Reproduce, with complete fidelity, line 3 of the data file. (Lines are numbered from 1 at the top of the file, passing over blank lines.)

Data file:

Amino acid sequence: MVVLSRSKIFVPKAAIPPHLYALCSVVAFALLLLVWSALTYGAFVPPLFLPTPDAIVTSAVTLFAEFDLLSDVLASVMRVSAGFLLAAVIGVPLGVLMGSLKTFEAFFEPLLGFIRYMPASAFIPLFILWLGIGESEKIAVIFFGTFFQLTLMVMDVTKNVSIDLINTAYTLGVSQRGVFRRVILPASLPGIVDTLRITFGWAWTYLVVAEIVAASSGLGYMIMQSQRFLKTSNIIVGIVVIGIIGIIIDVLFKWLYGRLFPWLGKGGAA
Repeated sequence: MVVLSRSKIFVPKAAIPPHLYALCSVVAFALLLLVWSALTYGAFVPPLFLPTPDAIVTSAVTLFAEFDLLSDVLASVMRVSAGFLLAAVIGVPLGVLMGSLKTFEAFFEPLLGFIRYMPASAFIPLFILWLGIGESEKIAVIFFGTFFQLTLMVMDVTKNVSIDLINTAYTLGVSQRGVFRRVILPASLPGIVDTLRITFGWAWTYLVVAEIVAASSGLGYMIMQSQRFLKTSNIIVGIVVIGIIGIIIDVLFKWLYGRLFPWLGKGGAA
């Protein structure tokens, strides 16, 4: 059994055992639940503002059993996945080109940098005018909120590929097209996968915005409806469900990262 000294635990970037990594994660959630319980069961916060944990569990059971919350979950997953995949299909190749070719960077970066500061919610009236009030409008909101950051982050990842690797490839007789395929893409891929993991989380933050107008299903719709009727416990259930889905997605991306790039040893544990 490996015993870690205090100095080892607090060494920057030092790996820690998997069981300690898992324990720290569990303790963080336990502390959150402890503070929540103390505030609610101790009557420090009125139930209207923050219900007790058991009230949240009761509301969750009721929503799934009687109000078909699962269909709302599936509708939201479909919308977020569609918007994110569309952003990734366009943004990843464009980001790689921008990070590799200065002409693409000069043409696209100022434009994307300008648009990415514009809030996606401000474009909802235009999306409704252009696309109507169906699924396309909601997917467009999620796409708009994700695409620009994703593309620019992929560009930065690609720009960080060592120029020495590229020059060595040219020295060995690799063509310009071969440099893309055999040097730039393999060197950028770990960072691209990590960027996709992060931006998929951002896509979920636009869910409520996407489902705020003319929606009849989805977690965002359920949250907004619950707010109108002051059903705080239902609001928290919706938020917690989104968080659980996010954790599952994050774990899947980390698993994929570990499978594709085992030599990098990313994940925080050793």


């Protein structure tokens, strides 16, 4: 059994055992639940503002059993996945080109940098005018909120590929097209996968915005409806469900990262 000294635990970037990594994660959630319980069961916060944990569990059971919350979950997953995949299909190749070719960077970066500061919610009236009030409008909101950051982050990842690797490839007789395929893409891929993991989380933050107008299903719709009727416990259930889905997605991306790039040893544990 490996015993870690205090100095080892607090060494920057030092790996820690998997069981300690898992324990720290569990303790963080336990502390959150402890503070929540103390505030609610101790009557420090009125139930209207923050219900007790058991009230949240009761509301969750009721929503799934009687109000078909699962269909709302599936509708939201479909919308977020569609918007994110569309952003990734366009943004990843464009980001790689921008990070590799200065002409693409000069043409696209100022434009994307300008648009990415514009809030996606401000474009909802235009999306409704252009696309109507169906699924396309909601997917467009999620796409708009994700695409620009994703593309620019992929560009930065690609720009960080060592120029020495590229020059060595040219020295060995690799063509310009071969440099893309055999040097730039393999060197950028770990960072691209990590960027996709992060931006998929951002896509979920636009869910409520996407489902705020003319929606009849989805977690965002359920949250907004619950707010109108002051059903705080239902609001928290919706938020917690989104968080659980996010954790599952994050774990899947980390698993994929570990499978594709085992030599990098990313994940925080050793």